A Travellerspoint blog

Istanbul Insanity

Exploring the city on two continents

sunny 22 °C

Hello all!

I've spent a very full 4 days exploring Istanbul. What an amazing, diverse city!

My first day here I got in around 6pm, didn't really sleep on the plane much and was kind of out of it. My hostel has a rooftop terrace bar so I had a beer with some Aussies and then went to bed. Unfortunately I only slept a few hours...stupid jet lag!

On Monday I explored some of the sights in the area of my hostel, Sultanahmet. It's a very old part of Istanbul, with cobblestone streets and old bazaars (one bazaar is in the old stables that the Romans used!) My first stop was Topkapi Palace, a huge, ornate palace used by Ottoman Sultans. I didn't have the greatest luck though; within minutes of arriving I was caught in a torrential downpour that lasted for at least an hour. I bought an overpriced umbrella but decided to head out, it was just too wet at the Palace.

My next stop was the Basilica Cistern, an underground hall built by the Roman's in the 6th century. It was very eerie and cool, and a nice escape from the rain! When I came back above ground it had stopped raining, so I headed to the Blue Mosque, Istanbul's most famous mosque. It's absolutely gorgeous inside and out, with beautiful, intricately tiled ceilings. It was so peaceful.

Blue Mosque

Blue Mosque

After all that sight seeing (and a yummy sesame roll for snack) I headed back to the hostel and crashed for a few hours. I spent the evening on the roof with a bunch of people listening to music and drinking Turkish beer.

Tuesday my plan was to quickly head to the Aya Sofia, the one major sight I couldn't see Monday because it's closed Mondays, but when I got to the square I found it swarming with police and black Mercedes. A nice old Turkish man told me that the President of China was visiting, but they thought he was coming the day after so nothing was ready for him! He then took me to his shop (no one ever gives information here without offering to take you to their shop!) He made me try on a bunch of scarves before I was able to get away. After that I headed with two Aussie girls, Nicola and Josie, to the bazaars! We walked to the Grand bazaar, which is massive. We spent around 3 hours there looking at everything there is to buy (I have to come back to this city just for the shopping) and bargaining with some of the shop keepers. Turkish bargaining is actually very nice; it's customary for the shop keeper to offer you a seat and a cup of tea before you start. I didn't go overboard but bought a few good things. Somehow in all the chaos and people in the bazaar I managed to meet someone who is from Ghana! He was so happy to hear that I'm going back and gave me his card. SMALL world!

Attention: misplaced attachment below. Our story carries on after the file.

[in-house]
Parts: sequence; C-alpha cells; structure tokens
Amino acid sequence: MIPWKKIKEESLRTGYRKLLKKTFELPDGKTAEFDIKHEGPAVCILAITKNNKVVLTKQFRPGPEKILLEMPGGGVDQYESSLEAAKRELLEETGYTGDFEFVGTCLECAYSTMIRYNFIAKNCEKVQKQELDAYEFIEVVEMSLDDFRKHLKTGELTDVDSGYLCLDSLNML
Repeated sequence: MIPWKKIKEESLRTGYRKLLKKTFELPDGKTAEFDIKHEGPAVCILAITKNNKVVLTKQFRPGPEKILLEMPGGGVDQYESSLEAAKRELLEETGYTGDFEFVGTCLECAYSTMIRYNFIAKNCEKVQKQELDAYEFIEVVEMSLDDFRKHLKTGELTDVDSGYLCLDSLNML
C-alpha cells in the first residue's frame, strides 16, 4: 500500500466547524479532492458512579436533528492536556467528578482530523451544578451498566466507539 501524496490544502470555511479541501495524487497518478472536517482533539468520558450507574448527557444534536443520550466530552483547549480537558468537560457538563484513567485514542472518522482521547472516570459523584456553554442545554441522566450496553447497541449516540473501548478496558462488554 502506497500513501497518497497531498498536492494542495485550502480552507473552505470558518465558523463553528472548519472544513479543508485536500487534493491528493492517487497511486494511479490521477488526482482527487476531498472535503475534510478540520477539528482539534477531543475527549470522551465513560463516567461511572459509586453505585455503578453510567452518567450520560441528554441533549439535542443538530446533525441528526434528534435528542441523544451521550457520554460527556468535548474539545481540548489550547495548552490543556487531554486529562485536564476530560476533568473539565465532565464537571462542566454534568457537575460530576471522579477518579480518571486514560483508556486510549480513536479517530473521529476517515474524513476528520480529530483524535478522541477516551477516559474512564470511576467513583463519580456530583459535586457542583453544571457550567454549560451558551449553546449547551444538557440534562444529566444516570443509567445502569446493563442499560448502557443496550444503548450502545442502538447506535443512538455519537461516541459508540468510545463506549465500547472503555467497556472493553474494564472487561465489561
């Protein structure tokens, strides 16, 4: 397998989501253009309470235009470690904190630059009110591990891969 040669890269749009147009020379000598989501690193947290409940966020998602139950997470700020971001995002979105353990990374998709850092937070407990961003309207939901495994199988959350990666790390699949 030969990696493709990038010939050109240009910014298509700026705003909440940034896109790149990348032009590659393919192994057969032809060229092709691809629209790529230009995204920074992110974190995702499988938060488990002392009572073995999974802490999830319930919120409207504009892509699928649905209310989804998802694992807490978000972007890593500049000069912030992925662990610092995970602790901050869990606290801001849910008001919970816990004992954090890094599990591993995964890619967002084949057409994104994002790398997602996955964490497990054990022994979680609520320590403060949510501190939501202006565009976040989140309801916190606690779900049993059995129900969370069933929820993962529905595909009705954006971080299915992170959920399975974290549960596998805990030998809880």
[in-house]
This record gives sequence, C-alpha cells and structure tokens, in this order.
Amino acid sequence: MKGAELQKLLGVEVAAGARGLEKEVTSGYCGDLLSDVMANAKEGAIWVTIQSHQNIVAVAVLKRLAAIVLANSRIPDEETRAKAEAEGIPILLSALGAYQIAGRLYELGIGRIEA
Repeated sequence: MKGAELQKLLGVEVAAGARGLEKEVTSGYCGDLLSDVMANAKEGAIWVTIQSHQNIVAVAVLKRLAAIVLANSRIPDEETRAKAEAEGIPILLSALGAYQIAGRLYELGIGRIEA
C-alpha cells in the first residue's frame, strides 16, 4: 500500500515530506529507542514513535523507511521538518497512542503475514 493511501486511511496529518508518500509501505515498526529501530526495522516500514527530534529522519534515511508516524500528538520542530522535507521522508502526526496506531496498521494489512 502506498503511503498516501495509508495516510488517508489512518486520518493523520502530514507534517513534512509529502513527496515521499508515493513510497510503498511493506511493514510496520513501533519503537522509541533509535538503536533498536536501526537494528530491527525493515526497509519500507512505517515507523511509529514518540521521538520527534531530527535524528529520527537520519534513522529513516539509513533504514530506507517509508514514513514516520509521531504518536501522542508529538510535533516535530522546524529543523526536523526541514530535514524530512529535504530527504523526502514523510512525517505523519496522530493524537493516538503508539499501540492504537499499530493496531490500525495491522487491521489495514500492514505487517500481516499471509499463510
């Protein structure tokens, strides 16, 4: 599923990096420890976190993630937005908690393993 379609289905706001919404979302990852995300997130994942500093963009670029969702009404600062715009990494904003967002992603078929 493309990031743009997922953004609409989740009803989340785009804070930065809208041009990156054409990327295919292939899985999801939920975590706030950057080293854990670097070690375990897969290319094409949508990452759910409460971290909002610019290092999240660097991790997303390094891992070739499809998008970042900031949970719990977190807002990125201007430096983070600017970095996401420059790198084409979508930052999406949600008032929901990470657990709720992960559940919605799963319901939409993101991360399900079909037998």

After lunch we jumped on the tram and headed to the spice bazaar. It's by the Bosphorus and smaller than the grand bazaar but had just as many people in it. Most of the shops sold spices, nuts, dried fruit, many kinds of tea, and tons of Turkish delight. We all bought too much but I'm sure it'll come in handy on the long flights I have ahead of me!

Spices at the Spice Bazaar

Spices at the Spice Bazaar

Wednesday I went with Josie, Nicola, Yan from Australia and Justine from France to the Prince's Islands which are on the Bosphorus (the straight between Europe and Asia that connects the Black Sea to the Aegean.) It was a nice two hour ferry ride with stops on the Asian side of the city and a few other islands. The island was really cool - there are no cars allowed so everyone walks, bikes, or takes a horse-drawn carriage. We opted for the carriage and took it to the bottom of the big hill on the island. After a somewhat strenuous 20 minute climb (I haven't really done much physical activity since getting here so it felt strenuous!) we reached the top, with amazing views of the Bosphorus and Istanbul in the distance, and an orthodox monastery that was 1000 years old (which is pretty recent for Istanbul!) After a picnic lunch at the top of the island, we made our way down and had some ice cream before heading back to Istanbul. Since I was technically in Asia, as of Friday I'll have been on 4 continents in one week!!

Wednesday evening we had quite an adventure. After several underwhelming dinners near our hostel we decided to try a Lonely Planet recommended place for some good Turkish food. We had to take the tram and then jump on the underground funicular train to a cute, bohemian part of the Beyoğlu area of Istanbul. It was such a cool little area, full of really good shops, very posh bars, and young, fashionable Istanbullus. We definitely felt out of place in our backpacker clothes!